In Greek mythology, Chryseis is a Trojan woman, the daughter of Chryses. Chryseis, her apparent name in the Iliad, means "Chryses' daughter"; the poet Tzetzes describes her to be "very thin, with milky skin. As the "golden one" she is the title-giving character of the Baroque alchemical epic Chryseidos Libri IIII. Astynome was sent by her father for protection, or, according to others, to attend the celebration of a festival of Artemis in Hypoplacian Thebe or in Lyrnessus where she was taken as prisoner by Achilles. According to some, she was the wife of Eetion, king of Lyrnessus, killed by the son of Peleus during his campaigns against the allies of Troy. In the first book of the Iliad, during the distribution of the booty brought by Achilles, she was given to Agamemnon by unanimous decision in view of his kingly office; as a war prize, Agamemnon who admitted that she was finer than his own wife Clytemnestra, enslaved Chryseis and refused to allow her father to ransom her though the priest of Apollo offered the Mycenaean king gifts of gold and silver.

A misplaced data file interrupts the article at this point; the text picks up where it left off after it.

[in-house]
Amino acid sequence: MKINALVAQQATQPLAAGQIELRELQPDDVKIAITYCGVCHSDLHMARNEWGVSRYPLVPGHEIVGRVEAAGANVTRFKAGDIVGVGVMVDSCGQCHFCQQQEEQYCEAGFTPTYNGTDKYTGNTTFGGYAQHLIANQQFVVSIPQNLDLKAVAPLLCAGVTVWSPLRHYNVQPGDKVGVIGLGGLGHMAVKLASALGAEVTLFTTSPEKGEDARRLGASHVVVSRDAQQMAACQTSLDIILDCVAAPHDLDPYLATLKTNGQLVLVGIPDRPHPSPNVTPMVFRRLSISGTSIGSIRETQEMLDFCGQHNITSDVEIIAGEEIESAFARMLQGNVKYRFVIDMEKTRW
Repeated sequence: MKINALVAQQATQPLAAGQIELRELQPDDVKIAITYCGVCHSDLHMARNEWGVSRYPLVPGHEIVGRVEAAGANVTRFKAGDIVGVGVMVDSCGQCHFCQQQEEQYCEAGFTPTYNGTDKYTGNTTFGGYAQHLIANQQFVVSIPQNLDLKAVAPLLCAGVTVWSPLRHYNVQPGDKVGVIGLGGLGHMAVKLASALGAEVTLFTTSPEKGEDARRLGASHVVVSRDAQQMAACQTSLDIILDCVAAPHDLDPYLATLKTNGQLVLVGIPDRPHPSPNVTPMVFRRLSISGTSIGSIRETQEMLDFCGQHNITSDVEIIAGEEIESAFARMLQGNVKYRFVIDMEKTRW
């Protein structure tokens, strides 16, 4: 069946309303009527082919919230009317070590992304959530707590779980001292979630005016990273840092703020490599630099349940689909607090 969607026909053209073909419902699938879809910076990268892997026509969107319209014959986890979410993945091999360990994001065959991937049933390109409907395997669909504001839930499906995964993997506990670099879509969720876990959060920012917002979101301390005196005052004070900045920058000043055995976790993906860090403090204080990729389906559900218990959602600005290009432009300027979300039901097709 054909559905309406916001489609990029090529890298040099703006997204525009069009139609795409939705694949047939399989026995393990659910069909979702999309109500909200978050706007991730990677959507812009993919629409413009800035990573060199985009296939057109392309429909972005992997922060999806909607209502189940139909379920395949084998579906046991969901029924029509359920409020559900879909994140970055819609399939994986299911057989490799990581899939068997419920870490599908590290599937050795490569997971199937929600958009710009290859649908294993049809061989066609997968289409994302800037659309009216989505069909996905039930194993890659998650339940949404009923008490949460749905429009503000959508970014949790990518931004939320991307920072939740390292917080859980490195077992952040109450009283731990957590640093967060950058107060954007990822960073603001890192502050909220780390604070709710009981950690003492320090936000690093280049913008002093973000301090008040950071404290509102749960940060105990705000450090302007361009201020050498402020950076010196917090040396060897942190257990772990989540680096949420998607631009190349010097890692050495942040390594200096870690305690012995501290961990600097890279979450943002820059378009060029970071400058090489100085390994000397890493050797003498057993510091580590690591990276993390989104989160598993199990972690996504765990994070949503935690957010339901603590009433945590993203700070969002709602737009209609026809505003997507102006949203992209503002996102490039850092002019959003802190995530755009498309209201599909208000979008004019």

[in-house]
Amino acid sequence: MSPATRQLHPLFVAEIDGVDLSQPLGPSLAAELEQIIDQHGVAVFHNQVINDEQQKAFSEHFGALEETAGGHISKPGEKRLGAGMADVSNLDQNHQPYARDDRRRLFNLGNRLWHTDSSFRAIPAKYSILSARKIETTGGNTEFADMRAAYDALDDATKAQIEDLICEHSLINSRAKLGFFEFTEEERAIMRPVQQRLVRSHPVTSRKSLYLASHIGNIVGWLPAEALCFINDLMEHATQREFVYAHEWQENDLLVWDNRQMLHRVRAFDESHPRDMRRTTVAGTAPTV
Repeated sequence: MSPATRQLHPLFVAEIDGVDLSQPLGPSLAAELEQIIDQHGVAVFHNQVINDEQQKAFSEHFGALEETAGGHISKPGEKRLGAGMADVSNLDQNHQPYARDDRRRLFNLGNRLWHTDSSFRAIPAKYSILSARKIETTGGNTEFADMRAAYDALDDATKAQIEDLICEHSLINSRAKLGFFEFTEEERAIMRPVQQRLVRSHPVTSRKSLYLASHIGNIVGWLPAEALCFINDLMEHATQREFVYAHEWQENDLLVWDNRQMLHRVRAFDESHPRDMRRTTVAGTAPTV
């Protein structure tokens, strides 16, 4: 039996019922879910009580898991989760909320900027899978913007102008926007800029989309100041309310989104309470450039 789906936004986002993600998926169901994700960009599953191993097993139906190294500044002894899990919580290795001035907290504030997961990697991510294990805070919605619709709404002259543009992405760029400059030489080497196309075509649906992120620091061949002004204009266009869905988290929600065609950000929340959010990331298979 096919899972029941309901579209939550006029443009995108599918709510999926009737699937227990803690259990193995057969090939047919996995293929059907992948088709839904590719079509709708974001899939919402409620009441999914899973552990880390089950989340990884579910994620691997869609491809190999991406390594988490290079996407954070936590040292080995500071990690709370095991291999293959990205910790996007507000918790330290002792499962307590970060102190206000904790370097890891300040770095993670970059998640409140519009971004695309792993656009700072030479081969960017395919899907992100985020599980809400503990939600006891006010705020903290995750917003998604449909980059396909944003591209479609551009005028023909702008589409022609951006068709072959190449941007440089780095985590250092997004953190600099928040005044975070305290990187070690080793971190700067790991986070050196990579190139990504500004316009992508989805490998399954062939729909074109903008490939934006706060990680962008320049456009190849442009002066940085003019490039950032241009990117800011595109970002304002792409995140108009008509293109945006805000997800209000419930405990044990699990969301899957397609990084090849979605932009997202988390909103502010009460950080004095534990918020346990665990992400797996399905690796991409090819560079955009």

Apollo sent a plague sweeping through the Greek armies and Agamemnon was forced to give Chryseis back in order to end it. He sent Odysseus to return the maiden to Chryses. Agamemnon compensated himself for this loss by taking Briseis from Achilles, an act that offended Achilles who refused to take further part in the Trojan War. After the attack on Rhesus and his Thracian armies, Chryses came to the Greeks to thank them for returning his daughter, Astynome; because of this kindness, because he knew that his daughter had been properly treated, he brought her back for Agamemnon to have. A Greek legend, preserved in Hyginus' Fabulae, states that she had a son named after her father by Agamemnon. In the city of Thebes in Asia Minor, Chryseis gave birth to Chryses and declared him to be a son of Apollo; this took place when she was allowed to return to her hometown. A few years when the children of Agamemnon and Iphigenia took refuge in the Island of Sminthos, now the home of Chryseis and her family, she proposed surrendering the fugitives to King Thoas.